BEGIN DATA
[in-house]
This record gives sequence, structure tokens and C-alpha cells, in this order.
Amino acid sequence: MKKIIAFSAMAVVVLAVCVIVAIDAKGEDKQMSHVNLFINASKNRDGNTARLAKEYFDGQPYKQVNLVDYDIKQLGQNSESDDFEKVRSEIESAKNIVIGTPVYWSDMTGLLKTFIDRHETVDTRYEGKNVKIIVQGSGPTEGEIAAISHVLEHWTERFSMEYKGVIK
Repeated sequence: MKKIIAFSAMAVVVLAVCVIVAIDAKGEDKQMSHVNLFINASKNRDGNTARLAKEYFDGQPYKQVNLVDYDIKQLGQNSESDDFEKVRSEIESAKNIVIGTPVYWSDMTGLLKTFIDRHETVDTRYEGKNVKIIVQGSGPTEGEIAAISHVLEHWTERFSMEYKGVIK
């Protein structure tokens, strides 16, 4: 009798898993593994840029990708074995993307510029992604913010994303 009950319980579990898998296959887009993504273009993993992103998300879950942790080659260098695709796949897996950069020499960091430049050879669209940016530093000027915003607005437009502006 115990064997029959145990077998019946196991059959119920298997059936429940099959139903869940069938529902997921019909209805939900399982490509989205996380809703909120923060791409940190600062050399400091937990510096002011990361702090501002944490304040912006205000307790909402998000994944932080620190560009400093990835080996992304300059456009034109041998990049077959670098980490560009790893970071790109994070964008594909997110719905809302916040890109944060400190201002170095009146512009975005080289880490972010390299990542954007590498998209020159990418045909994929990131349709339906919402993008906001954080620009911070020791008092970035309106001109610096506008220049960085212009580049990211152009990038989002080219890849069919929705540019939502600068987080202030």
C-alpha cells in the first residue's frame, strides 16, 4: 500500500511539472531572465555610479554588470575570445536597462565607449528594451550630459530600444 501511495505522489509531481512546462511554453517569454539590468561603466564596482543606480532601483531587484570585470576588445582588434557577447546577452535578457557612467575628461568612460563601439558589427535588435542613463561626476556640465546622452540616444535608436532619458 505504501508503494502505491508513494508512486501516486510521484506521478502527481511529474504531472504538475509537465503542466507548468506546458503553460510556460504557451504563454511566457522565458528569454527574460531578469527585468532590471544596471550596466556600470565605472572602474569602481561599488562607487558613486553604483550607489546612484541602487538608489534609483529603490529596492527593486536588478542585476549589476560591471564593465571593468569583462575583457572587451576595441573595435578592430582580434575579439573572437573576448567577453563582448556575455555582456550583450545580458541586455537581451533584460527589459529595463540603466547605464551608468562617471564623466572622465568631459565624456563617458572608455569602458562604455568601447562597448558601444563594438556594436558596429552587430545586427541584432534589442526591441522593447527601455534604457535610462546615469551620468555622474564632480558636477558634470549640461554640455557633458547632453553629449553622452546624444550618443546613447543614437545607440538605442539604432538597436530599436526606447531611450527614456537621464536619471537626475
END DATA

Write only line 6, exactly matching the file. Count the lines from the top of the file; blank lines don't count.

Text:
C-alpha cells in the first residue's frame, strides 16, 4: 500500500511539472531572465555610479554588470575570445536597462565607449528594451550630459530600444 501511495505522489509531481512546462511554453517569454539590468561603466564596482543606480532601483531587484570585470576588445582588434557577447546577452535578457557612467575628461568612460563601439558589427535588435542613463561626476556640465546622452540616444535608436532619458 505504501508503494502505491508513494508512486501516486510521484506521478502527481511529474504531472504538475509537465503542466507548468506546458503553460510556460504557451504563454511566457522565458528569454527574460531578469527585468532590471544596471550596466556600470565605472572602474569602481561599488562607487558613486553604483550607489546612484541602487538608489534609483529603490529596492527593486536588478542585476549589476560591471564593465571593468569583462575583457572587451576595441573595435578592430582580434575579439573572437573576448567577453563582448556575455555582456550583450545580458541586455537581451533584460527589459529595463540603466547605464551608468562617471564623466572622465568631459565624456563617458572608455569602458562604455568601447562597448558601444563594438556594436558596429552587430545586427541584432534589442526591441522593447527601455534604457535610462546615469551620468555622474564632480558636477558634470549640461554640455557633458547632453553629449553622452546624444550618443546613447543614437545607440538605442539604432538597436530599436526606447531611450527614456537621464536619471537626475